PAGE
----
The world has changed quite a bit since the early 1980s, and we’re now to the point that a television show set in that era qualifies as a period piece. Some of us are getting old . . .
“The Americans” ran for five seasons from 2013 to 2018. It followed a couple posing as an average American couple at the height of the Cold War. The two are agents who have been trained by the Soviets for years to live in America as spies. They have two unsuspecting, American-born children, have a house in a suburbs, own a travel agency and live like a typical American husband and wife. But they’re both badasses, and they’ll pretty much do anything for their country. Both will use sex whenever needed to get information or build a necessary relationship, and they rely on a variety of disguises when working.
The set up is fascinating. Matthew Rhys as Philip Jennings and Keri Russell as Elizabeth Jennings play the husband and wife team. But right from the beginning we see tension between them. They’re both very good at their job, and they compliment each other very well. But Philip is starting to appreciate the comforts of American life, while Elizabeth is still very much a true believer in the cause. Meanwhile, an FBI agent has moved in across the street. They naturally become friends, but the agent is assigned to the unit investigated what they called “The Illegals.”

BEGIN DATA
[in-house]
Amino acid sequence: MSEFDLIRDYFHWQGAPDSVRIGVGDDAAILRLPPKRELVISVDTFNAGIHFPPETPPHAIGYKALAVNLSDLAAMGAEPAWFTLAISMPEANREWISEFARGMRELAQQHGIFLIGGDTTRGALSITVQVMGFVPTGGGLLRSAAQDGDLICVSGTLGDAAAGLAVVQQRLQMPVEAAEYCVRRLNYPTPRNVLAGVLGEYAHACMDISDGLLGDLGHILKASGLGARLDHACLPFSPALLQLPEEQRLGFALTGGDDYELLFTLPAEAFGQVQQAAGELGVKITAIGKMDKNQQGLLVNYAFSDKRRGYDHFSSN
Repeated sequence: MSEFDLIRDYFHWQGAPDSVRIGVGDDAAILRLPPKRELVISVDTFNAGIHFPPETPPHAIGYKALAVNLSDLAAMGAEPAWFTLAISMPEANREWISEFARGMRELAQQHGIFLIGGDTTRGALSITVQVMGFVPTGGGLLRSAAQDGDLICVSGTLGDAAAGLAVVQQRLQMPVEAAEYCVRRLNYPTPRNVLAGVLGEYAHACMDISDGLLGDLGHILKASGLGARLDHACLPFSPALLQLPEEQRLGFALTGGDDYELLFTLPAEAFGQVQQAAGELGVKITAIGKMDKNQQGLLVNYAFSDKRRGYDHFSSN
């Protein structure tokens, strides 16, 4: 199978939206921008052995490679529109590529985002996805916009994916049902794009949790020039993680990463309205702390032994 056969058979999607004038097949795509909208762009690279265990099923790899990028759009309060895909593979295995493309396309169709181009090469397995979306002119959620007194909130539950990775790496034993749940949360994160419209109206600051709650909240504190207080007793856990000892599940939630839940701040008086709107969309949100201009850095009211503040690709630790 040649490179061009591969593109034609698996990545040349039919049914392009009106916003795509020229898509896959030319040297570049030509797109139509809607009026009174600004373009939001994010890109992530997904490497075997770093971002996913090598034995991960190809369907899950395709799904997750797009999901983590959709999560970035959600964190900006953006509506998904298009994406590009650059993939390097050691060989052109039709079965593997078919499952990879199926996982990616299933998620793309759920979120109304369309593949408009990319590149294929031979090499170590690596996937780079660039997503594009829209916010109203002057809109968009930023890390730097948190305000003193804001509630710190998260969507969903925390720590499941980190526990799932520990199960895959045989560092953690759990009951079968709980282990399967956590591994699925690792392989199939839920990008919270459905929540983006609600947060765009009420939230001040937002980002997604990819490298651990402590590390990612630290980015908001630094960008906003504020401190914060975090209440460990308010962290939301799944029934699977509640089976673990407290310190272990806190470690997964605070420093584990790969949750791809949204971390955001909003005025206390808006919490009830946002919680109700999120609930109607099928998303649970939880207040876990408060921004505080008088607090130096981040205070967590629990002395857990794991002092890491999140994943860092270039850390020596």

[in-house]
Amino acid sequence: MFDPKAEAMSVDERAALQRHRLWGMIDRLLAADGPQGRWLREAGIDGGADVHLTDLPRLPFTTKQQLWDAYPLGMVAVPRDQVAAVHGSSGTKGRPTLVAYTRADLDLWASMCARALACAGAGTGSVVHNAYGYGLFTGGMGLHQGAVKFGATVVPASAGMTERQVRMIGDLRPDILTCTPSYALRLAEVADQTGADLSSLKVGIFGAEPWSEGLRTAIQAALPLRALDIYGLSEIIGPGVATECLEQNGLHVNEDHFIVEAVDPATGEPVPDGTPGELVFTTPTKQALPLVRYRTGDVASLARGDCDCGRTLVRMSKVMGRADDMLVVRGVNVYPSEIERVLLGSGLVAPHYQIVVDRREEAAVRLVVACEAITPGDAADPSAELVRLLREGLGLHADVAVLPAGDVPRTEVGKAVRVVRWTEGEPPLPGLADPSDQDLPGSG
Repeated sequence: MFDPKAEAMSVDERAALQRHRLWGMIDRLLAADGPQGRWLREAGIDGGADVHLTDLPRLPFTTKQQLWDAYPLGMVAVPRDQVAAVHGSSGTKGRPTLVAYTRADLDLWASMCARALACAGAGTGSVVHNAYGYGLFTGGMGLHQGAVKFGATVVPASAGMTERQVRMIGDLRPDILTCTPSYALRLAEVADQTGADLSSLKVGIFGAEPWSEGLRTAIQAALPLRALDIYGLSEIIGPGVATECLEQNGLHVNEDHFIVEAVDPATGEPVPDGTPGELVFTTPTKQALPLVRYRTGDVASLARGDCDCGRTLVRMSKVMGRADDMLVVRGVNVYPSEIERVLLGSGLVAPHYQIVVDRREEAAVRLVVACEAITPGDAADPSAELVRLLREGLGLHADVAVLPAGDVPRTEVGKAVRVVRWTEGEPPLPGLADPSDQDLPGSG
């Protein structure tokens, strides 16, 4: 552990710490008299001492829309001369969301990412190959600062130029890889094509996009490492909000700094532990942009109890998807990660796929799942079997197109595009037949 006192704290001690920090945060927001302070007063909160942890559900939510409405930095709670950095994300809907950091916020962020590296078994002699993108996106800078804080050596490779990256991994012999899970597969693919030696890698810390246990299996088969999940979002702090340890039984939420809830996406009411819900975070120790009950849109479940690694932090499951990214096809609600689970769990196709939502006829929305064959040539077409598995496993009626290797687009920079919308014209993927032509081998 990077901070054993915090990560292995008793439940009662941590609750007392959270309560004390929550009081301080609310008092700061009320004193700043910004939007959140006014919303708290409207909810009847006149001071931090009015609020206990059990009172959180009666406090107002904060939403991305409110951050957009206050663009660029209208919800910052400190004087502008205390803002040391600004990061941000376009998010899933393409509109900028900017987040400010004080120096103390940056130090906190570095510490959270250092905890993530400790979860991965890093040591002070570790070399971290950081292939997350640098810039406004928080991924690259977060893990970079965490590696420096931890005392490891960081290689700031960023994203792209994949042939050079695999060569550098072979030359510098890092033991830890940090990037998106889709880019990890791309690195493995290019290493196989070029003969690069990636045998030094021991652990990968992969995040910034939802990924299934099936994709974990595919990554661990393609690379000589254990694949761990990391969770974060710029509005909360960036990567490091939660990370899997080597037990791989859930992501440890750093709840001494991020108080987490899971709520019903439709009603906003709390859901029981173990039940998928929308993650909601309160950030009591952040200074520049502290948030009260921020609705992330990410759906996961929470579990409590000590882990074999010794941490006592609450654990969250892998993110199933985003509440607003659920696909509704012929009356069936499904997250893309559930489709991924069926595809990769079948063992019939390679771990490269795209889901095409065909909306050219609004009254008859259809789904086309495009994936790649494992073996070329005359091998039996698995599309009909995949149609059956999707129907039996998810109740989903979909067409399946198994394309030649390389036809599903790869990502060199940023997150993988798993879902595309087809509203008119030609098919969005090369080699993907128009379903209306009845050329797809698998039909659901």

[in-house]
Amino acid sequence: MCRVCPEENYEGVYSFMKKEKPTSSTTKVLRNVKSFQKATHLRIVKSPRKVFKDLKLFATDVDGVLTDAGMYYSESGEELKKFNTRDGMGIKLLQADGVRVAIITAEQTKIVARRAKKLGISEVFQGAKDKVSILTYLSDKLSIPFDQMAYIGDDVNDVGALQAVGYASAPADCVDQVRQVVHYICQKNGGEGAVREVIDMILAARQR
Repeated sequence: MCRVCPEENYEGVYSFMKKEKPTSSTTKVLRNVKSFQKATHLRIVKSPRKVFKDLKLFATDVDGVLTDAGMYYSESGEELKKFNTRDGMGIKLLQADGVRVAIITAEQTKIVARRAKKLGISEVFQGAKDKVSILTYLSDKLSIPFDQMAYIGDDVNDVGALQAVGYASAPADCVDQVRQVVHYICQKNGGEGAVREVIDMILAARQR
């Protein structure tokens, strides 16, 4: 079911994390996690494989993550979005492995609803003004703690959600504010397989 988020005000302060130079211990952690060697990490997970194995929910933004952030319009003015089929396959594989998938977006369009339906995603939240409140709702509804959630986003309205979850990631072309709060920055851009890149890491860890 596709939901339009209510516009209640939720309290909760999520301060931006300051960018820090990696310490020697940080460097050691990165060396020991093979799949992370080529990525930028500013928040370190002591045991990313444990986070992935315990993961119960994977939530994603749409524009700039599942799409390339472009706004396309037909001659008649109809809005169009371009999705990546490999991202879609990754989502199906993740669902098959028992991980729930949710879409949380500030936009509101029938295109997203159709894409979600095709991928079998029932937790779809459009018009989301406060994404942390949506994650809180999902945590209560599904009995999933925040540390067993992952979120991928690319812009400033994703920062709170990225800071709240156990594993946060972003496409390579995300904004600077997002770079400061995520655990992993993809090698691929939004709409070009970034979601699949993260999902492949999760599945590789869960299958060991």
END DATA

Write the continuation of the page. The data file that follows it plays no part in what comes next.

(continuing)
If you haven’t see “The Americans” then you should stop here if you don’t want to see any spoilers. Binge watch the first season (which is the best) and you’ll be hooked!
As mentioned above, Season 1 is the best season in our opinion. While the entire series is excellent, it’s hard to match the brilliance of that first season. The entire series revolves around the marriage between Philip and Elizabeth, but the storylines get more complicated as their children grow older and Page, the eldest, starts to become suspicious. But in that first season we’re just getting introduced to this amazing world of spies and the tension between Philip and Elizabeth, along with the endless stream of pressure situations they’re forced to face.